Lucile Soufflet: Intimacy, Meeting and Sharing
For over a decade, Belgian designer Lucile Soufflet has been inspired by the individual, a sense of fun, and a rational perspective play. Recently, Spazio Nobile Gallery commissioned her to design a piece of furniture for the gallery: a metal circular bench has now taken place in the back of the garden, in dialogue with the existing furniture, and inaugurating the outdoor collection of the gallery.
Belgian designer Lucile Soufflet is currently based in Brussels. For over a decade she is inspired by the individual, a sense of fun, and a rational perspective play. What questions do it objects ask and what social impact might it have? Dialogue, reflection, and experiments are at the heart of the artistic process, with the goal of producing objects that have a meaning. A teacher at La Cambre Arts Visuel(s), she is now a consultant for a number of architect offices and local authorities. Spazio Nobile Gallery commissioned her to design a piece of bespoke outdoor furniture for the gallery. A metal circular bench has now taken place in the back of the garden, in dialogue with the existing furniture, and inaugurating the Plein Air Collection of the gallery. TLmag spoke to her about her practice and drive.
TLmag: How would you describe your practice and the work that you produce?
Lucile Soufflet (LS): I like to work on projects that are related to the context in which it takes place: so that the object relates to the environment, or to the history and of course the use. Even in the case of ‘generic’ projects, which are not developed for the evolving context, the idea of dialogue remains essential. In the end, the link between objects and surroundings is very important for me. To nurture, to develop, and to anchor work in a dimension that is external to me. I also attach great importance to the visual impact of the object, to its evocative capacity. It seems to me that a project that evokes nothing misses one of its missions, it is a soulless object.
TLmag: Your interest is divided into public space and domestic objects. Could you elaborate on how you approach these? In relation, yet separate from each other?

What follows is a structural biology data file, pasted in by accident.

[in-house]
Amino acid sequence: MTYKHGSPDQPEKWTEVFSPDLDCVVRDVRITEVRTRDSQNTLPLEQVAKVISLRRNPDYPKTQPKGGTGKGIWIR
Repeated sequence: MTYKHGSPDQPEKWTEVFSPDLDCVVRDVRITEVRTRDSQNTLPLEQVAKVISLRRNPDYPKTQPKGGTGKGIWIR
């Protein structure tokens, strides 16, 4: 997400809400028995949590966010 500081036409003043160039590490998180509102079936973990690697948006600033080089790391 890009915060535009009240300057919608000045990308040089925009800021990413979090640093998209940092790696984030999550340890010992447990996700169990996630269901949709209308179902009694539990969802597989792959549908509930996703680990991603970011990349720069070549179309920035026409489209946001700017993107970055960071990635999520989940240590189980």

LS: I appreciate many perspectives of public space, both social and spatial. However, the relational aspect is particularly interesting to me: the concept of the community and the individual within it, the relationship to the others, the question of private and public space, the concept of intimacy, meeting, sharing. I also have real pleasure in installing an object outdoor, which fits into the built, the plants, the space, and the length of time. The idea that this object will sustain a longer period of time in this context really excites me.
Finally, working in public space is an opportunity to propose projects to a very varied audience, with direct accessibility to the public. Unlike working for a brand in the design field, work in public space asks for meeting people in their diversity. Each project has its own questions, its magic, and its constraints and this is one of the beautiful facets of the profession. But the creative process remains the same.
TLmag: How does your technique and choice of materials come back into the previously described interest?
LS: I am not focused on a specific material, even if I work mainly around specific techniques and materials such as metal, wood, glass, concrete, ceramic, cast iron. What is central and leading in my work, is to find a simplicity of which leaves place for evocation. This idea of legibility involves a minimum of technical elements, all details must be simplified as much as possible to be fully integrated into the whole.
TLmag: You recently designed a piece for Spazio Nobile, could you take us through the process of designing and developing it?
LS: The gallery’s back garden now houses a small curved stone bench and its table, which created an old-fashioned charm to the place but whose general perception remained quite dark. When Spazio Nobile asked me to design something for the garden, I decided to work on this space in dialogue with the existing 1920s table and bench. The circular metal bench, therefore, completes the curve of the stone furniture, creating a circle that is both intimate and friendly, whose light colour illuminates this forgotten part of the garden.
TLmag: Are there any recent projects, or projects that are coming up, that you’d like to share with us?
LS: I am currently designing a range of cast iron furniture, for which the first prototypes are in progress right now. It’s a wonderfully exciting process. I am also working on the design of a grid for a park, which brings us to question limits, borders, and perception. The link between what is inside and what is outside is examined. There are a lot of new questions that are currently central to the organization of public space. Among other things the sharing of space and its variety of uses in a limited space.